In our recent publication 10 Kick-Ass Technologies Modern Developers Love, we selected a group of tools that developers have proven to really enjoy (based on a heady mix of market data, community activity, anecdotal evidence, our own experiences and a general gut feeling). With Scala as the 1st choice of alternative JVM language to learn, we wanted to get a few more details from the coder perspective about Scala. So, we reached out to Typesafe and sat down with Adriaan Moors, Scala Tech Lead, and asked a few probing questions…
Back in May 2014, we launched what proved to be our most popular investigation into Java developers tools and technologies–The Java Tools and Technologies Landscape for 2014. Propelled by a rush of charitable feelings, precisely 2164 JVM developers responded to the survey–each response donated 0.50 USD to Child’s Play, a charity that gives sick children Playstations for passing their time in a hospital.
One of the most popular subjects that we regularly cover has to do with Java Web Frameworks–after all, it’s one of the most active and fragmented technology segments out there. One in 10 devs we talked to doesn’t use any frameworks at all, and one in five developers uses 40 or so frameworks that aren’t even in the top 8 most used out there. What the heck is going on here!
Here is what look at today:
* How many developers use multiple frameworks?
* Breakdowns for the top 4 frameworks compared to the average results (e.g. what % of Spring MVC users also use Vaadin?)
Did you know that in 1981, Estonians decided that their daily lives were a bit too bereft of humor and thus decreed that the 1st day of all months in the year was to be a day of jokes, sarcasm and fun. This is a total fabrication brought on by too many coffees this morning, but if it was true then I’d be wishing you an August Fool’s Day right now!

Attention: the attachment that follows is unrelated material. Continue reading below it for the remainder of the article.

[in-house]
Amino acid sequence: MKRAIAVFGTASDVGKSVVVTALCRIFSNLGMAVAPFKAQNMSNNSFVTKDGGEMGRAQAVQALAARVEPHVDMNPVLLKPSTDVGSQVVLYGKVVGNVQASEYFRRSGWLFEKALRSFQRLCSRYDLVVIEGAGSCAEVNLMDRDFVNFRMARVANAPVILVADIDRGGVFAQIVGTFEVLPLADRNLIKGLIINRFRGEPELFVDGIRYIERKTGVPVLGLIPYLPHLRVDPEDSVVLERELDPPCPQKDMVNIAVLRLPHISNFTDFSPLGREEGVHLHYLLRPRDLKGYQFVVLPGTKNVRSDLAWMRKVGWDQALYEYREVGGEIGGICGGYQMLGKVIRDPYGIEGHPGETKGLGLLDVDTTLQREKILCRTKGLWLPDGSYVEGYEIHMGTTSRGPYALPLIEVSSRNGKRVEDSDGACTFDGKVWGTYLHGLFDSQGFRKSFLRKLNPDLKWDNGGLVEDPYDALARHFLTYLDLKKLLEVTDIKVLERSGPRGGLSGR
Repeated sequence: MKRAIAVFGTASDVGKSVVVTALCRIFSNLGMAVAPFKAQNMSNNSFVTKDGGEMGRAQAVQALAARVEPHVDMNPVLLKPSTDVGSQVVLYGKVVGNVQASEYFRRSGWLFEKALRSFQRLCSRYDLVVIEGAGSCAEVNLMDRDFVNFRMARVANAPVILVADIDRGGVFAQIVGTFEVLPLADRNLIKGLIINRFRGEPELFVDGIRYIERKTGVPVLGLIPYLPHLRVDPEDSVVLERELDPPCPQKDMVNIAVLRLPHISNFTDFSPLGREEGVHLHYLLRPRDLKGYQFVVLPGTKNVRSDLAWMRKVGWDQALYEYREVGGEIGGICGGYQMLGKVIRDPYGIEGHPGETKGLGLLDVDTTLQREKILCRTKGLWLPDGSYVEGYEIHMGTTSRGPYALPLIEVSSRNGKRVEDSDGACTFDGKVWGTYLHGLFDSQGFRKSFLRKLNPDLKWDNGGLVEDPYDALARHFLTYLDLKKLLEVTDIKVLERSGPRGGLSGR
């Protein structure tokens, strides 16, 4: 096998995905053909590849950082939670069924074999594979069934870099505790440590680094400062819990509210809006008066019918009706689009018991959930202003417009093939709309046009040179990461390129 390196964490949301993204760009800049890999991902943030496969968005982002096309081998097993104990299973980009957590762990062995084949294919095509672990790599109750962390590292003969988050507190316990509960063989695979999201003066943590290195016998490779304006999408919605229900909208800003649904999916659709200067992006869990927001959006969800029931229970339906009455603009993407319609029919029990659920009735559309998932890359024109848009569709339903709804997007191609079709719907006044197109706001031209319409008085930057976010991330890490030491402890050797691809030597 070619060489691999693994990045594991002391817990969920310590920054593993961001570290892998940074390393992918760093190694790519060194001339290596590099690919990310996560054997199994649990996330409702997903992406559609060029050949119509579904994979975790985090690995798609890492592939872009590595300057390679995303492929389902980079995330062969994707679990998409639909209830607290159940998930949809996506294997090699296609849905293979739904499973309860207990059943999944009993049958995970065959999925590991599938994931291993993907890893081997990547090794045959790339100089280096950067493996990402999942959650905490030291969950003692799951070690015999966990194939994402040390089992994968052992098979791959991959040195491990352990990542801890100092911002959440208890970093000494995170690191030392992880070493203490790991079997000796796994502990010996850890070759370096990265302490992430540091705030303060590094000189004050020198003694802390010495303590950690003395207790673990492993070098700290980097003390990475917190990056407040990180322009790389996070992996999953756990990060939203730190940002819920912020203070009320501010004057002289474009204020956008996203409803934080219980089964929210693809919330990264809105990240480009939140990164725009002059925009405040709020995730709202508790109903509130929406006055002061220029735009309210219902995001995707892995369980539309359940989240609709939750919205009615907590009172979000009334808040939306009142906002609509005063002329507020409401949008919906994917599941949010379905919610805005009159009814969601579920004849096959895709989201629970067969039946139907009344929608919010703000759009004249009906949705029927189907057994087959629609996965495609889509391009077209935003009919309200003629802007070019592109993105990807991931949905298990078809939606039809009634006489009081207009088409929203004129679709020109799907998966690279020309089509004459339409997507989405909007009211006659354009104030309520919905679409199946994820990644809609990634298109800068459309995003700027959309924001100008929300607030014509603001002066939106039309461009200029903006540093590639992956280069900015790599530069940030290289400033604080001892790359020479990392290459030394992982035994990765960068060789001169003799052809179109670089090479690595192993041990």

Introduction to the geek love fest
Have you ever heard the question: “How do you know if you’re in love?”
Well, forget that. We’d rather know “How do you know when a technology is going to change your life?”
Java developers, just like anyone else, want well-designed tools that are built–or at least maintained–by professional support organizations. The strongest examples of these companies exposed in this report are Gradleware (Gradle), JetBrains (IntelliJ IDEA), Typesafe (Scala), with additional evidence noted by the dominance of tools supported by Cloudbees, GitHub and MongoDB.
At RebelLabs, we love statistics and hearing from engineers. For our annual survey on Java tools, technologies, productivity and methodology, we asked over 2000 developers about the tools they use and how they feel about them (each completed survey donated to charity).
Oleg Shelajev, a Java developer in Estonia, expressing his confusion discreetly, thereby avoiding an awkward social scene.
Estonian software engineer, Oleg Shelajev, was nearly hospitalized the other day after suffering shock followed by extended period of confusion and unhappiness as a result of unexpected technology usage by his colleague, software engineer Michael Rasmussen.
For this year’s Java Tools n’ Tech Survey, we were able to do something special this year: for every *completed* survey, we will donate 50 cents (USD) to Child’s Play, a charity that provides entertainment/games to children in hospitals! Sweet deal, right? :-D
The survey is about the JVM based technologies and tools that you use and enjoy. It only takes about 3 minutes–this was verified by other developers. You can find it here: http://0t.ee/rlsurvey14